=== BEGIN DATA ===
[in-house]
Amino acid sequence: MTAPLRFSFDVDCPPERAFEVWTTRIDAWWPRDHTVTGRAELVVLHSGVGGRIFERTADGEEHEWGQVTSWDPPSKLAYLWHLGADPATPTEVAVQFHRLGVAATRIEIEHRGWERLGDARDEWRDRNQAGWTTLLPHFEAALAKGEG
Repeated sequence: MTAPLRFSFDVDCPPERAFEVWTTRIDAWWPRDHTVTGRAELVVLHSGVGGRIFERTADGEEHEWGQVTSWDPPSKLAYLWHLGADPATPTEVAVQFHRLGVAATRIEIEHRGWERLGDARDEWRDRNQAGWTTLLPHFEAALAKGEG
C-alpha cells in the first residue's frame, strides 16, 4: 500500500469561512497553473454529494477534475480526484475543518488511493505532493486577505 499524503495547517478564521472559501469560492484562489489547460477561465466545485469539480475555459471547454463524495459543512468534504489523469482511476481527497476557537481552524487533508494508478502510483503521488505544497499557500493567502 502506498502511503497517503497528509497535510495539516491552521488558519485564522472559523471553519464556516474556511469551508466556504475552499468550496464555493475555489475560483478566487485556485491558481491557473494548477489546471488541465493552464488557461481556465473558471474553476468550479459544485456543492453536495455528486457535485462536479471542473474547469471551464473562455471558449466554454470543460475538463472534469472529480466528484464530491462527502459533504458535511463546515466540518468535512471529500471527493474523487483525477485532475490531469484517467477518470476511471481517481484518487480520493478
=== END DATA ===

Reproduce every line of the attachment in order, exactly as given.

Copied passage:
[in-house]
Amino acid sequence: MTAPLRFSFDVDCPPERAFEVWTTRIDAWWPRDHTVTGRAELVVLHSGVGGRIFERTADGEEHEWGQVTSWDPPSKLAYLWHLGADPATPTEVAVQFHRLGVAATRIEIEHRGWERLGDARDEWRDRNQAGWTTLLPHFEAALAKGEG
Repeated sequence: MTAPLRFSFDVDCPPERAFEVWTTRIDAWWPRDHTVTGRAELVVLHSGVGGRIFERTADGEEHEWGQVTSWDPPSKLAYLWHLGADPATPTEVAVQFHRLGVAATRIEIEHRGWERLGDARDEWRDRNQAGWTTLLPHFEAALAKGEG
C-alpha cells in the first residue's frame, strides 16, 4: 500500500469561512497553473454529494477534475480526484475543518488511493505532493486577505 499524503495547517478564521472559501469560492484562489489547460477561465466545485469539480475555459471547454463524495459543512468534504489523469482511476481527497476557537481552524487533508494508478502510483503521488505544497499557500493567502 502506498502511503497517503497528509497535510495539516491552521488558519485564522472559523471553519464556516474556511469551508466556504475552499468550496464555493475555489475560483478566487485556485491558481491557473494548477489546471488541465493552464488557461481556465473558471474553476468550479459544485456543492453536495455528486457535485462536479471542473474547469471551464473562455471558449466554454470543460475538463472534469472529480466528484464530491462527502459533504458535511463546515466540518468535512471529500471527493474523487483525477485532475490531469484517467477518470476511471481517481484518487480520493478